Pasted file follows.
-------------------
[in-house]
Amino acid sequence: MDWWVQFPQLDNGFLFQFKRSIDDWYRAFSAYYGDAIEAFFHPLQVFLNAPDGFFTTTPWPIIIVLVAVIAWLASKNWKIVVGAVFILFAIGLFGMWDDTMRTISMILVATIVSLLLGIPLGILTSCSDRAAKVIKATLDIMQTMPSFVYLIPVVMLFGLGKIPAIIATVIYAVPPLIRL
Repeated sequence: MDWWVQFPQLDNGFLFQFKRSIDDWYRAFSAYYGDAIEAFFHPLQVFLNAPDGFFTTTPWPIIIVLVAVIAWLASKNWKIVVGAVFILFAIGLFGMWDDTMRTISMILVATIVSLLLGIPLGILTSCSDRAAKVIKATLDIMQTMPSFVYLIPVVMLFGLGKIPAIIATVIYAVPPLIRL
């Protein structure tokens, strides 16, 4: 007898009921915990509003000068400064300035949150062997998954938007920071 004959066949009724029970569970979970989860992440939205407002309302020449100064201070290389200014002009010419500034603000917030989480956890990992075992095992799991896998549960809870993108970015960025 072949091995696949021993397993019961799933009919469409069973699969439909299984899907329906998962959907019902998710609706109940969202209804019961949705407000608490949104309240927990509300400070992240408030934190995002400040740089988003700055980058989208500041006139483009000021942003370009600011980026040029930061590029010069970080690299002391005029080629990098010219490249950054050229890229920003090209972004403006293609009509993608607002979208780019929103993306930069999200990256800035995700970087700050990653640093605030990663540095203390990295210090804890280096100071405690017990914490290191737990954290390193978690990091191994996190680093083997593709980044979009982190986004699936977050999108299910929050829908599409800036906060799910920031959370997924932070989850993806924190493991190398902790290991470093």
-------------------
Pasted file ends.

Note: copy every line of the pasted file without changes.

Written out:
[in-house]
Amino acid sequence: MDWWVQFPQLDNGFLFQFKRSIDDWYRAFSAYYGDAIEAFFHPLQVFLNAPDGFFTTTPWPIIIVLVAVIAWLASKNWKIVVGAVFILFAIGLFGMWDDTMRTISMILVATIVSLLLGIPLGILTSCSDRAAKVIKATLDIMQTMPSFVYLIPVVMLFGLGKIPAIIATVIYAVPPLIRL
Repeated sequence: MDWWVQFPQLDNGFLFQFKRSIDDWYRAFSAYYGDAIEAFFHPLQVFLNAPDGFFTTTPWPIIIVLVAVIAWLASKNWKIVVGAVFILFAIGLFGMWDDTMRTISMILVATIVSLLLGIPLGILTSCSDRAAKVIKATLDIMQTMPSFVYLIPVVMLFGLGKIPAIIATVIYAVPPLIRL
């Protein structure tokens, strides 16, 4: 007898009921915990509003000068400064300035949150062997998954938007920071 004959066949009724029970569970979970989860992440939205407002309302020449100064201070290389200014002009010419500034603000917030989480956890990992075992095992799991896998549960809870993108970015960025 072949091995696949021993397993019961799933009919469409069973699969439909299984899907329906998962959907019902998710609706109940969202209804019961949705407000608490949104309240927990509300400070992240408030934190995002400040740089988003700055980058989208500041006139483009000021942003370009600011980026040029930061590029010069970080690299002391005029080629990098010219490249950054050229890229920003090209972004403006293609009509993608607002979208780019929103993306930069999200990256800035995700970087700050990653640093605030990663540095203390990295210090804890280096100071405690017990914490290191737990954290390193978690990091191994996190680093083997593709980044979009982190986004699936977050999108299910929050829908599409800036906060799910920031959370997924932070989850993806924190493991190398902790290991470093």